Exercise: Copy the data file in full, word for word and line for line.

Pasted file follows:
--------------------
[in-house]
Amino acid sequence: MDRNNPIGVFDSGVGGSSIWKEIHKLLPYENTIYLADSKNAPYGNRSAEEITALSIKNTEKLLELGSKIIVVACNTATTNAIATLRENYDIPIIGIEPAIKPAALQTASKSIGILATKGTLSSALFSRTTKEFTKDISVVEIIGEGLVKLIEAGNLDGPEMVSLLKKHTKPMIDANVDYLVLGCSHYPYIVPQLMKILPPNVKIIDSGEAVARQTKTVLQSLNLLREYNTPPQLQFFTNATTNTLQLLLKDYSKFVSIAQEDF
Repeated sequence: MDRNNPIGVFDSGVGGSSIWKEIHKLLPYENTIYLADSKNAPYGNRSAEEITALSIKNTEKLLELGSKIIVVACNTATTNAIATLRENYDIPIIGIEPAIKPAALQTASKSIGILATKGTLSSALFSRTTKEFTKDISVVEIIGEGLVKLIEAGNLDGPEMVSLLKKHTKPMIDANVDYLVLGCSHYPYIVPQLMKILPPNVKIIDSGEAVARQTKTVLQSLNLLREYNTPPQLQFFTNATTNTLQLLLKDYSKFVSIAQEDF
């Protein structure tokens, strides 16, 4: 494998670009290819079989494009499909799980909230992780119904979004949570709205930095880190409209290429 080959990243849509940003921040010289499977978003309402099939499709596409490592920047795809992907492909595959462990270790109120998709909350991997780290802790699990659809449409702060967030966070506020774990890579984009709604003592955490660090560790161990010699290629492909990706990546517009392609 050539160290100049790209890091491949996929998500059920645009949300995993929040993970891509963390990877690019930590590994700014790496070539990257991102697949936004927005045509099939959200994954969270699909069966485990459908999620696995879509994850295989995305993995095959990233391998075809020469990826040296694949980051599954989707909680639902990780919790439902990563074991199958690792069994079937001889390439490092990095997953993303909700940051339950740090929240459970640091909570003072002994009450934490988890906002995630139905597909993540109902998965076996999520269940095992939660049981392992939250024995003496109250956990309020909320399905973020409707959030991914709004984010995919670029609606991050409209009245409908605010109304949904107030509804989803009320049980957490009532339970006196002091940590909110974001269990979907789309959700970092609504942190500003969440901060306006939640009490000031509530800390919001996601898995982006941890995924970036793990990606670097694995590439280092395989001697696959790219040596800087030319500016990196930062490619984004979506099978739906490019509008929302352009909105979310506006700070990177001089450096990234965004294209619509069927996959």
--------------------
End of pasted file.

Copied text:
[in-house]
Amino acid sequence: MDRNNPIGVFDSGVGGSSIWKEIHKLLPYENTIYLADSKNAPYGNRSAEEITALSIKNTEKLLELGSKIIVVACNTATTNAIATLRENYDIPIIGIEPAIKPAALQTASKSIGILATKGTLSSALFSRTTKEFTKDISVVEIIGEGLVKLIEAGNLDGPEMVSLLKKHTKPMIDANVDYLVLGCSHYPYIVPQLMKILPPNVKIIDSGEAVARQTKTVLQSLNLLREYNTPPQLQFFTNATTNTLQLLLKDYSKFVSIAQEDF
Repeated sequence: MDRNNPIGVFDSGVGGSSIWKEIHKLLPYENTIYLADSKNAPYGNRSAEEITALSIKNTEKLLELGSKIIVVACNTATTNAIATLRENYDIPIIGIEPAIKPAALQTASKSIGILATKGTLSSALFSRTTKEFTKDISVVEIIGEGLVKLIEAGNLDGPEMVSLLKKHTKPMIDANVDYLVLGCSHYPYIVPQLMKILPPNVKIIDSGEAVARQTKTVLQSLNLLREYNTPPQLQFFTNATTNTLQLLLKDYSKFVSIAQEDF
């Protein structure tokens, strides 16, 4: 494998670009290819079989494009499909799980909230992780119904979004949570709205930095880190409209290429 080959990243849509940003921040010289499977978003309402099939499709596409490592920047795809992907492909595959462990270790109120998709909350991997780290802790699990659809449409702060967030966070506020774990890579984009709604003592955490660090560790161990010699290629492909990706990546517009392609 050539160290100049790209890091491949996929998500059920645009949300995993929040993970891509963390990877690019930590590994700014790496070539990257991102697949936004927005045509099939959200994954969270699909069966485990459908999620696995879509994850295989995305993995095959990233391998075809020469990826040296694949980051599954989707909680639902990780919790439902990563074991199958690792069994079937001889390439490092990095997953993303909700940051339950740090929240459970640091909570003072002994009450934490988890906002995630139905597909993540109902998965076996999520269940095992939660049981392992939250024995003496109250956990309020909320399905973020409707959030991914709004984010995919670029609606991050409209009245409908605010109304949904107030509804989803009320049980957490009532339970006196002091940590909110974001269990979907789309959700970092609504942190500003969440901060306006939640009490000031509530800390919001996601898995982006941890995924970036793990990606670097694995590439280092395989001697696959790219040596800087030319500016990196930062490619984004979506099978739906490019509008929302352009909105979310506006700070990177001089450096990234965004294209619509069927996959």